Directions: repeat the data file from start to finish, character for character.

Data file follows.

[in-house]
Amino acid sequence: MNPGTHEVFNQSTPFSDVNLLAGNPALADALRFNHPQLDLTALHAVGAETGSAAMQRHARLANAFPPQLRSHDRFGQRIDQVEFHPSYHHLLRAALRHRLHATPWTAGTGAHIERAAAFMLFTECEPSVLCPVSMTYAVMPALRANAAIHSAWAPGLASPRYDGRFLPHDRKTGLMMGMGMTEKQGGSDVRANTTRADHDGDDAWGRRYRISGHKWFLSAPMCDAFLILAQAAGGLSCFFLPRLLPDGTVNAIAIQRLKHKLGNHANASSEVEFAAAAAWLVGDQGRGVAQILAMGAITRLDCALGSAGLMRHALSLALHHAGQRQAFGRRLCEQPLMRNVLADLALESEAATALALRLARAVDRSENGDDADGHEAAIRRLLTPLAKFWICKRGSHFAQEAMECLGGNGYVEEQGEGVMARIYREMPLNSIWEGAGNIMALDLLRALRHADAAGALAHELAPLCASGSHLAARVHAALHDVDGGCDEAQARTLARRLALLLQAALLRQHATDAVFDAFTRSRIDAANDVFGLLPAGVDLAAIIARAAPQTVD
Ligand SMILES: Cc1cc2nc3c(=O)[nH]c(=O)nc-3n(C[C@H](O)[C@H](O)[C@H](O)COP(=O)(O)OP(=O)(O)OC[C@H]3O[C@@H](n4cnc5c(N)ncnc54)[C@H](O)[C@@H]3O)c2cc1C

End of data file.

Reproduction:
[in-house]
Amino acid sequence: MNPGTHEVFNQSTPFSDVNLLAGNPALADALRFNHPQLDLTALHAVGAETGSAAMQRHARLANAFPPQLRSHDRFGQRIDQVEFHPSYHHLLRAALRHRLHATPWTAGTGAHIERAAAFMLFTECEPSVLCPVSMTYAVMPALRANAAIHSAWAPGLASPRYDGRFLPHDRKTGLMMGMGMTEKQGGSDVRANTTRADHDGDDAWGRRYRISGHKWFLSAPMCDAFLILAQAAGGLSCFFLPRLLPDGTVNAIAIQRLKHKLGNHANASSEVEFAAAAAWLVGDQGRGVAQILAMGAITRLDCALGSAGLMRHALSLALHHAGQRQAFGRRLCEQPLMRNVLADLALESEAATALALRLARAVDRSENGDDADGHEAAIRRLLTPLAKFWICKRGSHFAQEAMECLGGNGYVEEQGEGVMARIYREMPLNSIWEGAGNIMALDLLRALRHADAAGALAHELAPLCASGSHLAARVHAALHDVDGGCDEAQARTLARRLALLLQAALLRQHATDAVFDAFTRSRIDAANDVFGLLPAGVDLAAIIARAAPQTVD
Ligand SMILES: Cc1cc2nc3c(=O)[nH]c(=O)nc-3n(C[C@H](O)[C@H](O)[C@H](O)COP(=O)(O)OP(=O)(O)OC[C@H]3O[C@@H](n4cnc5c(N)ncnc54)[C@H](O)[C@@H]3O)c2cc1C